And I’ll tell you something for nothing. They were such a miserable crowd, not giving a toss about manners, respectability or even cleanliness. Their homes were greasy, foul and noxious, their personalities were out for the count, and they never, ever smiled. The only thing that came close to a smile would be a derisory snigger or a mocking catcall. And they had such a chip on their shoulders. Always bitching about how the white man had screwed them over.

And that may be true. Black people definitely had a raw deal in the old slavery days, but no small measure of irony creeps in here when we realize that the Moors - Muslims who eventually settled in North-West Africa - laid waste the coasts of Europe, taking slaves that were sold in the markets of Venice. In the early 9th century the Vikings took over the slave trade - the word commemorates the fate of the Slavic people - and sold them to rich Muslims in the Eastern Mediterranean. But Muslims were the world's first slave traders. I only speak the truth.

However, the way that Black people were treated in the south of America in the 50’s and 60’s was disgusting. But Native Americans and Jews have been treated far, far worse over the centuries, and you don’t hear them whinging about it, do you?

Coloured people really don’t do themselves any favours by turning the neighbourhoods they live in, in whatever city of the world they happen to be, into trouble spots and danger areas. It’s a well-documented fact that a large proportion of the crime in London, Paris, New York and Los Angeles is focused around the Black communities.

Why is this? Are White people to blame? Of course not. For if that were the case then the Jewish sections in countries like Russia and Germany would also be ‘no-go’ areas where prostitution, drugs and homicide are a daily form of misery, fear and death.

When Pulitzer prize-winning writer, Edwin Way Teale, wrote in 1953 that, “It is not races but individuals that are noble and courageous or ignoble and craven or considerate or persistent or philosophical or reasonable,” what he was really saying was that a whole race of otherwise well-adjusted, well-dressed and well-read people get the blame when a high percentage of their individuals are troublesome.

But why are a high percentage of their individuals troublesome? I don’t know. It’s just the way they are. Lack of effective role models as parents probably has a lot to do with it. But it’s not my fault, is it?

I’ve learned that there are a group of people, those who are so racist, so bigoted, so locked inside their own tiny little box of hate that the only way to deal with it is to accuse OTHER people of being racist.

A small portion of the ethnic minorities living in England and the USA have such a narrow focus that, for whatever reason, they live in a permanent state of hostility towards the (quote) White race (unquote). They may well have suffered trauma and persecution, but this has warped their mind-set and psyche to such an extent that they now hold ALL White people accountable for ill treatment their ancestors may have previously suffered, ever on the look-out for any imagined sign of abuse.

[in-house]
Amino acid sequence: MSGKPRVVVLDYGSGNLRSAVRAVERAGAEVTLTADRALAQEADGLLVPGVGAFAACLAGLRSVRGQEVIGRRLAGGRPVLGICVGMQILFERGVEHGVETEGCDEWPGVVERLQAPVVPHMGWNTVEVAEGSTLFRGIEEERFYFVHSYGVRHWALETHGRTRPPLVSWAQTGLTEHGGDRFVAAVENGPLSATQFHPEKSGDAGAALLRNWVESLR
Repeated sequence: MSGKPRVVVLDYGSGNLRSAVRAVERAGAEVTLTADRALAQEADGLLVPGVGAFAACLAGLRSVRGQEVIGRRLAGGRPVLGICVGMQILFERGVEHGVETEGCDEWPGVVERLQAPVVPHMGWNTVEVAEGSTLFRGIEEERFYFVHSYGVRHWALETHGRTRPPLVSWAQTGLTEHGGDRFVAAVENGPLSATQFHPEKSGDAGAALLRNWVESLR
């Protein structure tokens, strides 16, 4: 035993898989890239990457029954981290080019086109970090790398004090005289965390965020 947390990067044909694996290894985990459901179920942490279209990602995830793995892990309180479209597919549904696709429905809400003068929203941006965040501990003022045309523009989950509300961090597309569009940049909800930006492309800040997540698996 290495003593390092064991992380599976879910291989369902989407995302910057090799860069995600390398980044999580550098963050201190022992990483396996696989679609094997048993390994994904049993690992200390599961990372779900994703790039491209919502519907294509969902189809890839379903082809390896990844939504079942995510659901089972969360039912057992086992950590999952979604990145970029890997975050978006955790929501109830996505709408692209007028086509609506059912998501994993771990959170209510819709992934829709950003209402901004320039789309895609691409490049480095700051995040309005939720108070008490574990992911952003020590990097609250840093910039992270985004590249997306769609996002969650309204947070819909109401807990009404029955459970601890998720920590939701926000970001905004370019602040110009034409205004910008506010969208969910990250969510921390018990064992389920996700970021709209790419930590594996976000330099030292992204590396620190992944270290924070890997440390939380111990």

The persecuted has become so twisted that he has swapped places and is now himself the persecutor, intolerant of all White members of the community. These people who habitually fill their own minds with the rank poisons of hatred, suspicion and jealousy can get very upset at those who refuse to do likewise, and they find a perverted relief in actually accusing THEM of being racist, when of course it is the reciprocal outlook that is the truth.

Interesting how the perspective changes with the point of view, isn’t it?

So while this really is an excellent book and a fascinating read as we follow Simpson’s spirited, brave and it has to said foolhardy journey from Colton-to-Li’l Cee-to-Cee Loc-to-Colton again as he comes full circle and shares his campaign with us I just can’t give a racist a 5 Star.

This is one of the best books I’ve read about the Bloods and Crips, but with regret – for I believe Simpson to be, and to have always been, a very principled human being - I can only afford it a 3 Star.
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on 3 November 2012
Wow, welcome to the war in Los Angeles, an excellent book and hard to put down.

Written brutally how its seen.

If you like me love this book I would also recommend reading MONSTER, another excellent book.
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on 20 October 2014
Fascinating incite through the journey of a person learning to be himself.
This book has reinvoked my passion to read again.
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on 2 March 2013
A really insightful and original book, and definitely worth the money if you're interested in gangs or real life crime
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on 16 April 2015
Always curious about Crips n Bloods. Couldn't put this book down. A great read. If you are as curious, get this.
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1 of 2 people found the following review helpful
on 6 April 2013
I really enjoyed this book and it was deeper than I expected. He spent a lot of time in prison but it never got boring. I was a little gutted when it ended due to how the story ends. I have been trying to find out more since reading the book. I had been reading about UK football violence so this made a fresh change! What a crazy world we live in
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on 27 March 2015
Great condition and price.